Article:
U.S. Secretary of Education John B. King Jr. used the last “back-to-school” bus tour of the Obama administration to pave the way for implementation of the new Every Student Succeeds Act and highlight the administration’s marquee competitive-grant programs.
King, who took over from former Secretary Arne Duncan in January, said from the start that he wanted to focus on ensuring students’ equitable access to resources and supports, revamping the teaching profession, and improving access and completion in higher education.
“We will revisit each of those three in the places that we visit and also talk about the legacy of the administration, the great work that’s been accomplished over the last seven and a half years,” King said at a news conference at the U.S. Department of Education last week before boarding a snazzy yellow coach, slated to be decorated by students he met along the tour.
King swung through six Southern states and visited 11 cities and towns. His stops included North Little Rock, Ark., to underscore that state’s efforts to expand early learning—in part with the help of a $15 million preschool-development grant, a program created by the Obama administration and now included in ESSA.
King also explored teacher leadership at Battle Academy in Chattanooga, Tenn., and stopped off in Indianola, Miss., to check out an elementary school that is pairing wraparound services with academics as part of the administration’s Promise Neighborhoods program.
In Baton Rouge, King visited University Terrace Elementary School, which has been affected by recent flooding in Louisiana. The state education department is getting a $1.5 million federal grant to help with flood relief.
Jodi Burson, who teaches 3rd grade science and social studies at University Terrace, had to execute a quick move when her home flooded. Now she’s sleeping on an air mattress and coping without internet capability—far from ideal circumstances at the start of the school year.
She shared her story with her students and most of them were sympathetic, she said. “Most of them understood,” she said in an interview.
And while only a handful of her students were also flooded out of their homes, “they’ve all been affected by it,” she said. Some students have had displaced relatives come and stay with them, she said.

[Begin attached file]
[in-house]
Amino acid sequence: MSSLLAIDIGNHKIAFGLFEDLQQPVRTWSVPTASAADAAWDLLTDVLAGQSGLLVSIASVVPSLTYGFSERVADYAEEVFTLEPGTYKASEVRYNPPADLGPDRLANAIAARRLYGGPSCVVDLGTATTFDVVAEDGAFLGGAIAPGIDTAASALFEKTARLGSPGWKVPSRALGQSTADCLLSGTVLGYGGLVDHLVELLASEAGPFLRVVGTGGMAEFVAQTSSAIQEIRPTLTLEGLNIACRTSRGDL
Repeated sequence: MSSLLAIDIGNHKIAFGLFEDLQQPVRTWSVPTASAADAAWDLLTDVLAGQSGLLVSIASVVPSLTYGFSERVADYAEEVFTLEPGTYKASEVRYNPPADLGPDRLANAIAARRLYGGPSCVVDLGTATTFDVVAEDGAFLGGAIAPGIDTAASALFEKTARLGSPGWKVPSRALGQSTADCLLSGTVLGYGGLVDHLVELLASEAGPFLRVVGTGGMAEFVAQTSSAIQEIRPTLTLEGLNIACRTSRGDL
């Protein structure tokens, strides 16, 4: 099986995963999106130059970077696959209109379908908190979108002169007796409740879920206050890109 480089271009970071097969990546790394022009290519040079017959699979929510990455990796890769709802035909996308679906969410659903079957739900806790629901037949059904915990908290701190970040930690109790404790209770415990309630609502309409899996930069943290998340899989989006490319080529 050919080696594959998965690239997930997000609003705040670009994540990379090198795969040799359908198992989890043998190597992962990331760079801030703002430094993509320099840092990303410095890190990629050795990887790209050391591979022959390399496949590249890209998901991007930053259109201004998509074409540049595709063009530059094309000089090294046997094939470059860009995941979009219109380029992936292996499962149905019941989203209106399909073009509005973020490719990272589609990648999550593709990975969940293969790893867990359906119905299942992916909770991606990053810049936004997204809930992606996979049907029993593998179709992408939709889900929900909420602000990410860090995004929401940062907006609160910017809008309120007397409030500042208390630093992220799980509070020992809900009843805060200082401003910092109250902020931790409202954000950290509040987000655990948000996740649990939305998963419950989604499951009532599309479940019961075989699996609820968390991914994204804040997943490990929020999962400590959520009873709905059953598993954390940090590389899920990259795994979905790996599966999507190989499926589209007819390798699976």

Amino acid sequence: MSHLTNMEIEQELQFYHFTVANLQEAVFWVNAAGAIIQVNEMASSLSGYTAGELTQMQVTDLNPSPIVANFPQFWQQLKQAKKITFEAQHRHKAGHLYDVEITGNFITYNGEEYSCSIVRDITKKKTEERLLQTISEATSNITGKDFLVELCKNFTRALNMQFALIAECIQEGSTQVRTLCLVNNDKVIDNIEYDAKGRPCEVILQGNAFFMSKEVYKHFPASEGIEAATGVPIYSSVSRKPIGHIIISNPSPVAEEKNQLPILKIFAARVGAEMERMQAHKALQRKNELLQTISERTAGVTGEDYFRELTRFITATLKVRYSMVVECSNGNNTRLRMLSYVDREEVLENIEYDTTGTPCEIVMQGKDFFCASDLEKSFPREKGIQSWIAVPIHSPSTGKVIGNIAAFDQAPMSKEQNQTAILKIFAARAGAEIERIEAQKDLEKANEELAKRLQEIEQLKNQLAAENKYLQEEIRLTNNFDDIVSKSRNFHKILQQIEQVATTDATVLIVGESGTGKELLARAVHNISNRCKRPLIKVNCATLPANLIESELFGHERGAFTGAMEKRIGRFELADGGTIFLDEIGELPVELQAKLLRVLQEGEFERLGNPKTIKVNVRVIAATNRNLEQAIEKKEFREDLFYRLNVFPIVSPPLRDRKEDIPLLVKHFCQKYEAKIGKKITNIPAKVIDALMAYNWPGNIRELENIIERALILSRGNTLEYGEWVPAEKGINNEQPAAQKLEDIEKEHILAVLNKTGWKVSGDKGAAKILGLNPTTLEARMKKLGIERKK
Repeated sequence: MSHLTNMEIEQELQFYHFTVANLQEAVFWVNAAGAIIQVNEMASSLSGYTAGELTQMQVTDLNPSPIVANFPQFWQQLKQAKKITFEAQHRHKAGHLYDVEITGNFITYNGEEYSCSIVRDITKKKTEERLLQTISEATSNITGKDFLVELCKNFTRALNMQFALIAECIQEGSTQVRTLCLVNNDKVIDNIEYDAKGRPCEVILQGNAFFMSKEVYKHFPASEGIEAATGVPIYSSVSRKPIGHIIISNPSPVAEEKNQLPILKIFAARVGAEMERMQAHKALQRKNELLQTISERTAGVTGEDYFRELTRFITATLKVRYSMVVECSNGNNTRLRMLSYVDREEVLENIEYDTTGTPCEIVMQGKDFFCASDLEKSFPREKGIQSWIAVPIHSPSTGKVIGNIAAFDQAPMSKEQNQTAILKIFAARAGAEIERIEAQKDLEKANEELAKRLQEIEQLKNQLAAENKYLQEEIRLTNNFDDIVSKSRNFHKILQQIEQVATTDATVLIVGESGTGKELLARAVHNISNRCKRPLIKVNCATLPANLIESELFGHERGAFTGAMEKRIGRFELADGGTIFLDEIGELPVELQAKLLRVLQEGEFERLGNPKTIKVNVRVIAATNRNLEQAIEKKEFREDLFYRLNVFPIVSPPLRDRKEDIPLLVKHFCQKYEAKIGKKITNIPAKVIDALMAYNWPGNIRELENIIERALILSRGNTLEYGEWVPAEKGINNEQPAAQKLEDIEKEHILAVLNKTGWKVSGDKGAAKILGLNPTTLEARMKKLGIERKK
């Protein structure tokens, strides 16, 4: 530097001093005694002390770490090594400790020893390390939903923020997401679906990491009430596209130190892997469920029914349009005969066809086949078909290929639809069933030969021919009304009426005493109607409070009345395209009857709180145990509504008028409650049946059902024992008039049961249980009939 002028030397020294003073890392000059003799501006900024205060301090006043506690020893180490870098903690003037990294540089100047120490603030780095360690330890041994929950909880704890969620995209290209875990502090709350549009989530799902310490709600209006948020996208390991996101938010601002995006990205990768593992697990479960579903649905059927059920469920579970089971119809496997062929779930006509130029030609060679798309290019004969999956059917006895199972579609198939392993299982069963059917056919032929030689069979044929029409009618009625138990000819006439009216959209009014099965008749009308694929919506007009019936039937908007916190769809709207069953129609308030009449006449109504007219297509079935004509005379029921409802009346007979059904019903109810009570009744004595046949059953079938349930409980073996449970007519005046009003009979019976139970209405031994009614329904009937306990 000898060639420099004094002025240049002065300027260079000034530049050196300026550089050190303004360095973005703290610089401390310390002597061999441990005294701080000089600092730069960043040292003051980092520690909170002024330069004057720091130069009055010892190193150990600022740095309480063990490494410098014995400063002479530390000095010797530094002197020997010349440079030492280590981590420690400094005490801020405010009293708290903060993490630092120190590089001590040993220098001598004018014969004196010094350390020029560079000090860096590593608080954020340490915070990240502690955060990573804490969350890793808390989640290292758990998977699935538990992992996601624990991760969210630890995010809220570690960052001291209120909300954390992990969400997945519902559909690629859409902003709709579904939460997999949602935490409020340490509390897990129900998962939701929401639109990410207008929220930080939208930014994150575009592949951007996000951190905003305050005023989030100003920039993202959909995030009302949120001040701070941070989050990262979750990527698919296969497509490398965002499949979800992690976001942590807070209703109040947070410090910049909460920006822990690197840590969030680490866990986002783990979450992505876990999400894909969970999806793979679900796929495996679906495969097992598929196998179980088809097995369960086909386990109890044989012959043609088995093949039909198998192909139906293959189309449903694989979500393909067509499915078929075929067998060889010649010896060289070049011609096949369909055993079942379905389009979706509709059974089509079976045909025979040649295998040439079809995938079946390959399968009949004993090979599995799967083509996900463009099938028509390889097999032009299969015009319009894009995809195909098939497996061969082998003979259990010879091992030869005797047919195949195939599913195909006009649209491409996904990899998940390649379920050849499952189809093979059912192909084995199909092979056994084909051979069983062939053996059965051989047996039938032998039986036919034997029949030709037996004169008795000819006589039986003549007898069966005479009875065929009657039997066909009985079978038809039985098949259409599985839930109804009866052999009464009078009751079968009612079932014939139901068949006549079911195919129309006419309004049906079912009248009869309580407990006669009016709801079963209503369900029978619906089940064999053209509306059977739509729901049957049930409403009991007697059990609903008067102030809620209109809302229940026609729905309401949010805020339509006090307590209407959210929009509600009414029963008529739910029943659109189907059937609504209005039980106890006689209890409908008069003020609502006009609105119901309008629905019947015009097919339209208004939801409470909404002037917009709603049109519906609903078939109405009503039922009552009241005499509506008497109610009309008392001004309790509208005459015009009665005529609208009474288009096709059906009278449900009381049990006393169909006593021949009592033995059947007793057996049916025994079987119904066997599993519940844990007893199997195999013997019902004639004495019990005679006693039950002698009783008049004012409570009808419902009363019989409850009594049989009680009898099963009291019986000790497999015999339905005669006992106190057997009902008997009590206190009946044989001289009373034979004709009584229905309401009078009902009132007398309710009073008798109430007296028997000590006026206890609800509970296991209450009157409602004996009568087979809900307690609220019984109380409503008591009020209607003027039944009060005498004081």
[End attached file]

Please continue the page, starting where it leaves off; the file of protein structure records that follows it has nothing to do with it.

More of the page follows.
Later in the day, King also planned to stop off at Louisiana State University, which recently stepped up its efforts to enroll and graduate black students, as well as close completion gaps between students of color and their peers.
But other efforts highlighted on the tour—including Race to the Top and Investing in Innovation—were either scrapped under ESSA or face funding fights in Congress.
Earlier in the week, King stopped at an elementary school in Monroe, La., that is benefiting from a piece of the state’s $17.4 million Race to the Top grant, one of those awarded in 2011 to states that barely missed receiving larger grants the previous year. Duncan, King’s predecessor, had hoped to enshrine Race to the Top in the legislation that eventually became ESSA, but he didn’t get his wish.
And King’s first scheduled stop was at Buford Middle School, in Charlottesville, Va., which is using its Investing in Innovation grant to ramp up computer science education. ESSA includes a successor to i3, called the Education Innovation and Research program, but House Republicans have slated it for elimination in their most recent budget proposal.
On Friday afternoon, King planned to visit Cohen College Prep, a charter school in New Orleans that participated in a nearly $30 million i3 grant to New Schools for New Orleans. The grant was aimed at helping flailing schools find success by “restarting” as charters. The effort seems to have had some effect. All of the school’s graduates were accepted to college in 2014, according to the school’s website.
Under ESSA, states and districts can pick any kind of improvement strategy that works for them, as long as they have evidence to back it up. Last week, while King was on the tour, the departmentgiving district and state leaders a clearer picture of what it thinks those interventions should look like under the new law.
The guidance—which is non-binding—urges states, districts, and schools to use interventions that have a strong record of making a difference with the types of students or schools that need help, and to think deliberately at every step of the turnaround process.
The guidance also includes suggestions for better defining the top three evidence tiers in ESSA used for school improvement. It offers suggestions for fleshing out what constitutes “promising,” “moderate” and “strong” evidence that a particular intervention will work.
A version of this article appeared in the September 21, 2016 edition of Education Week as In ‘Back-to-School’ Bus Tour, a Focus on Obama Education Legacy